Far from the grapevines he usually tends, vineyard worker Ruben Garcia used a four-pound sledgehammer to drive wooden stakes through a roll of rice straw stretched along a street curb this week in fire-ravaged Fountaingrove.
“That works,” said Garcia, wearing jeans, a blue jacket and baseball cap.
He offered a few pointers on technique to Suzi Redlich, kneeling next to him on the asphalt amid the incinerated homes and a Santa Rosa fire station on Newgate Court.
Redlich, an executive assistant for external affairs, and Garcia both work for Jackson Family Wines, which provided a volunteer labor force for one day of the urgent, post-fire mission that also gained support from the city of Santa Rosa, two environmental nonprofits and the North Coast Regional Water Quality Control Board.
“Time is of the essence,” said Bruce McConnell, a former city finance chief whose home was among more than 1,000 reduced to ashes by the Tubbs fire, which burned down most of Fountaingrove last month.
McConnell’s project is aimed at keeping the chemicals and toxins in those ashes, as well as residue of air-dropped fire retardant, from reaching three creeks that flow into the Laguna de Santa Rosa, a biologically impaired waterway that connects to the Russian River.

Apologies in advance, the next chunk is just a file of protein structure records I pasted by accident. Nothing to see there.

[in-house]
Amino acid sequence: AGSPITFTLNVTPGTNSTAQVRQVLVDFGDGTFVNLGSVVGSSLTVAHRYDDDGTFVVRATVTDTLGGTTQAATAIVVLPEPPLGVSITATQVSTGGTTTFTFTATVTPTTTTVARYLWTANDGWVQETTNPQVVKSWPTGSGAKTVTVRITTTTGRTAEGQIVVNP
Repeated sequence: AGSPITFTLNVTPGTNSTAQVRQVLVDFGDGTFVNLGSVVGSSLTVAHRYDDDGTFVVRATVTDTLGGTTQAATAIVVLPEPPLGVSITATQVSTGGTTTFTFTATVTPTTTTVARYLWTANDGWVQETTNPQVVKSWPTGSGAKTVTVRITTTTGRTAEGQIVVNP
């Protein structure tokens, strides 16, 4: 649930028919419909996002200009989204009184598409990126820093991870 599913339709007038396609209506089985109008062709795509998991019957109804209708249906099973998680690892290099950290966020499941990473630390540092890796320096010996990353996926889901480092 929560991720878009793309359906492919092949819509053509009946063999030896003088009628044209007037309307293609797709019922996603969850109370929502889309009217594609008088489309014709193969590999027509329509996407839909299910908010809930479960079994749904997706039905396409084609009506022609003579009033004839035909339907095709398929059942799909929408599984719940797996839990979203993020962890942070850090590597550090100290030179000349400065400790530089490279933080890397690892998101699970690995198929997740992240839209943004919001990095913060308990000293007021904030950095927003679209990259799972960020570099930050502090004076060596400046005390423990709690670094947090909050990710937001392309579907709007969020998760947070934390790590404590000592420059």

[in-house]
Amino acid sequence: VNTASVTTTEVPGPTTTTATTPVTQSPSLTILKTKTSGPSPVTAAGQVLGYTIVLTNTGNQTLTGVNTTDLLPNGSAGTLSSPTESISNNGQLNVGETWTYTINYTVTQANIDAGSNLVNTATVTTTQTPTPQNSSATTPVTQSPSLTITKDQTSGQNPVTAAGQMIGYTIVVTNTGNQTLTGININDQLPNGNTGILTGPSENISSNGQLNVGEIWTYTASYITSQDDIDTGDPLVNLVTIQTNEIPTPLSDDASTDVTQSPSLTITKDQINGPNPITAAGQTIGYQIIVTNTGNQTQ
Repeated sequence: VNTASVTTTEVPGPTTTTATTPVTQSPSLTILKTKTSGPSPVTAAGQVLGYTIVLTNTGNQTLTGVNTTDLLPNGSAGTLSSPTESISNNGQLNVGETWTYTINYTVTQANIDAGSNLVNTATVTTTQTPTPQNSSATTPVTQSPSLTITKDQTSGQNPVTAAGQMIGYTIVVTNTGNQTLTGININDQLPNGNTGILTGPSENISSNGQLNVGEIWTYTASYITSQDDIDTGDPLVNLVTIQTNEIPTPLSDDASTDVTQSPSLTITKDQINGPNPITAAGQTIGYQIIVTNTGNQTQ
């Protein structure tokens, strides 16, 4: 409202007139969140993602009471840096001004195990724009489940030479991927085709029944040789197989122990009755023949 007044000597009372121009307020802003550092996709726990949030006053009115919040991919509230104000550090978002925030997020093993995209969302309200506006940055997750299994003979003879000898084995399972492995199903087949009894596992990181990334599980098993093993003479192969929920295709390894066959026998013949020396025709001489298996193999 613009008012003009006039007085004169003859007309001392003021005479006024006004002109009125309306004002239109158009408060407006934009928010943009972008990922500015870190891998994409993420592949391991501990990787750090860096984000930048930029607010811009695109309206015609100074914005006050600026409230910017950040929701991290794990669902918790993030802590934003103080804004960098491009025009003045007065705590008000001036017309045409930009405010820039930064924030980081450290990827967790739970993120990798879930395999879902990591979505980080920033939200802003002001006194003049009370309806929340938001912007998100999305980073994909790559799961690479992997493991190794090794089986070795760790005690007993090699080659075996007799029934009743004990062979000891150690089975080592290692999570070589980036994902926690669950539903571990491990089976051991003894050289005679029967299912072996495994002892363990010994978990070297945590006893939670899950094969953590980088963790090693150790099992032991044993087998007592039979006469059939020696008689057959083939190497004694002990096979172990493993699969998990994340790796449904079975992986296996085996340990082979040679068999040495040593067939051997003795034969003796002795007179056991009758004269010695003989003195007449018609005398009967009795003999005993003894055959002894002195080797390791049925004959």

Seven or eight inches of rain will trigger erosion on the fire-scorched slopes of Fountaingrove, carrying contaminants into storm drains in which “everything goes downhill,” McConnell said.
Volunteers began laying five miles of wattles — absorbent rice straw wrapped in plastic netting — along the curbs in the 590-lot Fountaingrove II subdivision on Tuesday and was wrapping up Friday.
By filtering runoff from burned home sites before it reaches the streets, the wattles will reduce the amount of fire debris that flows from Fountaingrove down to Paulin, Brush and Piner creeks, said Don McEnhill, executive director of Russian Riverkeeper, a nonprofit dedicated to defending the river.
The three creeks join Santa Rosa Creek, which flows into the Laguna, where contaminants generally settle to the bottom of the slow-flowing waterway, a 14-mile wetland complex along the west edge of the Santa Rosa Plain.
McEnhill, who is assisting in the Fountaingrove project, said he was stunned when he first came up to the area Monday.
“Nothing was protected,” he said.
McEnhill said he was especially concerned about the potential harm from the bright pink fire retardant dropped from Cal Fire aircraft to combat the wildfires, much to panicked residents’ relief two months ago.
But now, he said, the chemicals in retardant, which is considered not harmful to humans, can kill fish and also stimulate harmful algae blooms in water.
Mona Dougherty, a senior water engineer for the North Coast water board, shares his concern for keeping fire waste out of the Laguna, which she described as “significantly impaired” by nutrients, sediment, high temperature and low levels of dissolved oxygen.
It flows, albeit slowly, into the river, which is a major water source for humans and habitat for endangered coho salmon, Dougherty said.
The regional water board has secured $250,000 in state funds for erosion control materials, including wattles and gravel, in fire-damaged areas of Sonoma and Mendocino counties and already spent $100,000. It will pay $25,000 for the wattles installed at Fountaingrove.
The State Water Resources Control Board is also paying $550,000 for hydromulching 90 acres of public property in Fountaingrove to combat erosion, she said.